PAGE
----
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The damaging consequences of STPs

Hard-wired GP

Luke Koupparis

Tuesday, 28 February 2017

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NHS_shutterstock_393927661.jpgFinally, there is a suggestion that MPs are understanding that Sustainability and Transformation Plans (STPs) are a cover to significant cuts to the budget and services and not an improvement in health and social care. The House of Commons Public Accounts Committee (PAC) has raised serious concerns about the local STPs and suggested that there will be damaging consequences to patient care by these repeated “raids” on funds designed to meet daily funding requirements. All STPs describe plans to close gaps in NHS finances – a theme that has become more prominent as the STP process has progressed.

Many GPs have been concerned about STPs and have been voicing their concerns since the autumn of 2016. The plans seem to be built on the premise that hospitals are too busy to cope and this work can be transferred into the community with no additional funding. In order to release demand in primary care it is suggested that GPs will need to tell patients not to bother them with trivial issues. Clearly, this remains a short-sighted plan that has little chance of success of implementation.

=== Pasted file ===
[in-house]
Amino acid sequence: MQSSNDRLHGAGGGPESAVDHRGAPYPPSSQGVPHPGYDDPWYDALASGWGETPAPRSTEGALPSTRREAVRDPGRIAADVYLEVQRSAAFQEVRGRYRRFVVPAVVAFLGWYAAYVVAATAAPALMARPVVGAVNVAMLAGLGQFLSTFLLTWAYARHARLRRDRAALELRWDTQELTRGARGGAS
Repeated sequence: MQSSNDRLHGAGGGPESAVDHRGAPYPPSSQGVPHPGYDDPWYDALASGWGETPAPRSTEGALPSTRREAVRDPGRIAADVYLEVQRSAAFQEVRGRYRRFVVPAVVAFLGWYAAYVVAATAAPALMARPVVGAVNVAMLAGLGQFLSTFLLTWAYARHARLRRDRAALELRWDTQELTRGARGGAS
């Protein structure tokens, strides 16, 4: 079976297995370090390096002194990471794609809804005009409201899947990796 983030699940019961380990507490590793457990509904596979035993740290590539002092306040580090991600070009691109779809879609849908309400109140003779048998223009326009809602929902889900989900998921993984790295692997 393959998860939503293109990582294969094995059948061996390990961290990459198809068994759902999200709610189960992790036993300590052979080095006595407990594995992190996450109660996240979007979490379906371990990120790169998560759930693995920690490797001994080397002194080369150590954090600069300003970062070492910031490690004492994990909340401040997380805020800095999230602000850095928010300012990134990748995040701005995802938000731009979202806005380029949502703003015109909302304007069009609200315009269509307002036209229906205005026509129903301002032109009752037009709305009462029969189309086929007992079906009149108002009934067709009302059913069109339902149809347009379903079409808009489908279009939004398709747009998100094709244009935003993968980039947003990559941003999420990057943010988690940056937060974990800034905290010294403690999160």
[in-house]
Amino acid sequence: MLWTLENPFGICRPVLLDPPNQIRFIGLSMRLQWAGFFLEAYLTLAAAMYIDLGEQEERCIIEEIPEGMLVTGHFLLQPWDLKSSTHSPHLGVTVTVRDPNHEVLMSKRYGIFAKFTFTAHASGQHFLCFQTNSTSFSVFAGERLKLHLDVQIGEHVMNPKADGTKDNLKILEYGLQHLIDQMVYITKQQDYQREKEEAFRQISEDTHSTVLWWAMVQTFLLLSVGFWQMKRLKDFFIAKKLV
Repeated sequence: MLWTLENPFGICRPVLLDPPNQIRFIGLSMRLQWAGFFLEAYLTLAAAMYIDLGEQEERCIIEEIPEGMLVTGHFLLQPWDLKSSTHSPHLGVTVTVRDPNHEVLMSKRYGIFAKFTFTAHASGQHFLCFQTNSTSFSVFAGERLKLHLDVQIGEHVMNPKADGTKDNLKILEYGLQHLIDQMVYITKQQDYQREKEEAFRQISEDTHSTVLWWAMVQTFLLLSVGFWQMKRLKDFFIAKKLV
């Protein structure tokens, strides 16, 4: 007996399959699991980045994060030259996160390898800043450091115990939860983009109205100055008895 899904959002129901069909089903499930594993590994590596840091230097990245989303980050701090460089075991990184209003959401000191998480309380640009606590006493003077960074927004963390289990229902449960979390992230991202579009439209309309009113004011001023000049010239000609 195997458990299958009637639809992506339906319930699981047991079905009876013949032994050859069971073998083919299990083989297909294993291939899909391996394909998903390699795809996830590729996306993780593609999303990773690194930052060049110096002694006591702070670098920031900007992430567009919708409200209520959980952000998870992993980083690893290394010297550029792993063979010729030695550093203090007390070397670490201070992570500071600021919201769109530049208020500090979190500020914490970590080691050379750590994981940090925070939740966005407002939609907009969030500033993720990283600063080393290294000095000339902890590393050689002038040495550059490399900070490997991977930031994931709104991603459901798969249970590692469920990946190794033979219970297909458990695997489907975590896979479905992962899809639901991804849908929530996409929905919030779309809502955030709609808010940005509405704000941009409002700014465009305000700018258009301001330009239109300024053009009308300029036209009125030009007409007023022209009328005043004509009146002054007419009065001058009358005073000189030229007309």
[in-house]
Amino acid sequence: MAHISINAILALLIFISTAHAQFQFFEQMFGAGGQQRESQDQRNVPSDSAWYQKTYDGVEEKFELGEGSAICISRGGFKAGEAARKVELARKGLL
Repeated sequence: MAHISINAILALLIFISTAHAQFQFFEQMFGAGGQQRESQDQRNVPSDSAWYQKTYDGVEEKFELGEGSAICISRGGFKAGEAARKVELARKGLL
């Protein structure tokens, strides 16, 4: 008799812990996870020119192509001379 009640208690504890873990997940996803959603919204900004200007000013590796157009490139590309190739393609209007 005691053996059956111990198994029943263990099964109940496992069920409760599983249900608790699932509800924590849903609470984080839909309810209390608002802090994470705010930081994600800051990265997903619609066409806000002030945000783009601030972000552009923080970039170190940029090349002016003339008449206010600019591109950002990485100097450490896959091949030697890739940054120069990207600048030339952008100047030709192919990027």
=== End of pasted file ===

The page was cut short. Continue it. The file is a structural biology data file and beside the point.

However, there seems to be little idea on how to plug the £30 billion funding shortfall in the NHS with few politicians having the appetite to discuss future payment options for healthcare. Clearly, there is a significant budgetary deficit and, as a country, we cannot go on borrowing more than we bring in. The public appetite for tax rises to pay for this gap in funding seems to be non-existent. This is clearly the elephant in the room that no-one seems to want to tackle but it seems to be getting so big now that it cannot continue to be ignored. Arranging another reorganisation and using words such as “efficiency savings” is just not going to make this ever-enlarging elephant go away.

Even the lay media has started to pick up on STPs and what they mean. A BBC report found that 28 plans affect hospital care, from full closures to centralising services, such as A&E and stroke care, on fewer sites. The influential King’s Fund has analysed the plans and has warned that a lack of investment will mean the ideas put forward lacked credibility. In their February 2017 update, they state “Over-promising and under-delivering would not be helpful at a time of heightened media and political interest in the NHS”.

What is required now is the political will to be really honest with patients and the public, to confront the elephant and invest in the world-class NHS service that Jeremy Hunt states that he aspires to.

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Luke Koupparis

Luke is a general practitioner in the Bristol area with interests in men's health, child health, minor surgery, online education and medical information technology. He is the IT lead for Bristol clinical commissioning group. He also works as the medical editor to OnMedica helping to deliver high quality, peer reviewed information to the wider medical community. In his spare time he is a keen road cyclist.
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